"I like strawberry."
Translation:Is toil leam sùbh-làir.
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It is a noun and refers to the fruit. But you kinda can anyway, using the genitive.
For example strawberry juice would be sùgh sùibh-làir (or sùgh sùbh-làir?) – here sùibh-làir is genitive (strawberry’s, of strawberry), so this really is juice-of-strawberry (but since it is already a compound with a genitive, I’m not entirely sure if it would change itself here – sùbh-làir is literally berry-of-ground, google gives a few results for sùgh sùbh-làir and not for sùibh-làir – but I don’t think those are reliable anyway).
Similarly an apple is ubhal and apple juice is sùgh-ubhail (notice the noun changes in genitive). And for example a school bus is bus-sgoile, lit. bus-of-school with sgoile being the genitive of sgoil. Gaelic often uses the genitive of one noun to attribute another noun, eg. crios leathair for leather belt, lit. belt-of-leather, with genitive of leathar leather.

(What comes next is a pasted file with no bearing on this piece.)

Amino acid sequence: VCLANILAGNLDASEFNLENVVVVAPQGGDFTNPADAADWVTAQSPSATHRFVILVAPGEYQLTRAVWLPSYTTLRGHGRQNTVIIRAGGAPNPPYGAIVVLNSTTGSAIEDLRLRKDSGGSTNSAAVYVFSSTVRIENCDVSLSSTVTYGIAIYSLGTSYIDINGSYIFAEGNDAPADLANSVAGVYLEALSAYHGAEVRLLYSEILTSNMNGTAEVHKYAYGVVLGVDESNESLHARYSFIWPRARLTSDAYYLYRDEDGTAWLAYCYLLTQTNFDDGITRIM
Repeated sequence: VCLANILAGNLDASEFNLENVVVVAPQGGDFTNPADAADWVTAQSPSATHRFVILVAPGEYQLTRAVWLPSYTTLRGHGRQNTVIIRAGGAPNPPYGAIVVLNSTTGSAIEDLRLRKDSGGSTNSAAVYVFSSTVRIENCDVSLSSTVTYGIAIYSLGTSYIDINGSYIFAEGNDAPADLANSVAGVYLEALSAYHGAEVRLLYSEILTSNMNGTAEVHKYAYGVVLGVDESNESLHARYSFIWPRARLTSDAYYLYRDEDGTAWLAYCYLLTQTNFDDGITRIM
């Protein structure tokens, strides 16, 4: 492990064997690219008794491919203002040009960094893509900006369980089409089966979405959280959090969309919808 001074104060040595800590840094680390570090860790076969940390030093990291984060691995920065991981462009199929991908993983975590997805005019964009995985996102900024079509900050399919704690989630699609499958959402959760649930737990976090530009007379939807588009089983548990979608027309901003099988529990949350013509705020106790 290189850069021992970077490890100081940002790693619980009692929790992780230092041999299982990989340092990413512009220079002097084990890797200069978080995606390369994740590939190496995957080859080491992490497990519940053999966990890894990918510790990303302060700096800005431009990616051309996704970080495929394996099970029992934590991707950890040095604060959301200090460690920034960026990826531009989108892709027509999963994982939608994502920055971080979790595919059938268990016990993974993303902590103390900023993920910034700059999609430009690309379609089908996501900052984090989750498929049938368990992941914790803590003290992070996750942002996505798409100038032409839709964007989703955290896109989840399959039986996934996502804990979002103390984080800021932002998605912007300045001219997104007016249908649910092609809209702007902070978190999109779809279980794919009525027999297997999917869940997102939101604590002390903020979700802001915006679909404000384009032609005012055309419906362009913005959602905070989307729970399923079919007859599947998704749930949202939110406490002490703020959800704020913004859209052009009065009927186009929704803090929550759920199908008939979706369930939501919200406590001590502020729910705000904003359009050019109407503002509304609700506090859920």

Not sure if you’d use it with bainne though – I’m not a native, possibly some more descriptive phrasing would be used (something like milk-of-taste-of-strawberry? bainne b(h)las sùibh-làir? not entirely sure how to say that as multiple genitives one-after-another in Goidelic languages are tricky). But I’m fairly sure that bainne sùibh-làir or bainne sùbh-làir would be understood and possibly that’s what a Gaelic speaker would say. :)
Hi, I edited my original message since it seems in Scottish Gaelic compounds actually do change in genitive forming multiple genitive, so I think strawberry juice would actually be sùgh sùibh-làir – but there are no google hits for that so I’m not entirely sure. Maybe one day a native or someone more fluent in Scottish will clarify. :)